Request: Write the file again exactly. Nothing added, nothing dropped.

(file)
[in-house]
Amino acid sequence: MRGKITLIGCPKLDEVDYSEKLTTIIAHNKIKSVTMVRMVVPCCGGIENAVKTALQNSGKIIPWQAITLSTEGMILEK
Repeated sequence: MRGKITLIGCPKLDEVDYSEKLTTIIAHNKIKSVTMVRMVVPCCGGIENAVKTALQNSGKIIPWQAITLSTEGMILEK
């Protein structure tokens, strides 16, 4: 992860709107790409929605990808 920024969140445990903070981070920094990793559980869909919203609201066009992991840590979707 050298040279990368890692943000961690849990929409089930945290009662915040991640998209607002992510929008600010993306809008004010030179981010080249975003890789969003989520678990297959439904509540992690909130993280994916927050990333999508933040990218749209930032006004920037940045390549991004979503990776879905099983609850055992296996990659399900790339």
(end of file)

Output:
[in-house]
Amino acid sequence: MRGKITLIGCPKLDEVDYSEKLTTIIAHNKIKSVTMVRMVVPCCGGIENAVKTALQNSGKIIPWQAITLSTEGMILEK
Repeated sequence: MRGKITLIGCPKLDEVDYSEKLTTIIAHNKIKSVTMVRMVVPCCGGIENAVKTALQNSGKIIPWQAITLSTEGMILEK
């Protein structure tokens, strides 16, 4: 992860709107790409929605990808 920024969140445990903070981070920094990793559980869909919203609201066009992991840590979707 050298040279990368890692943000961690849990929409089930945290009662915040991640998209607002992510929008600010993306809008004010030179981010080249975003890789969003989520678990297959439904509540992690909130993280994916927050990333999508933040990218749209930032006004920037940045390549991004979503990776879905099983609850055992296996990659399900790339």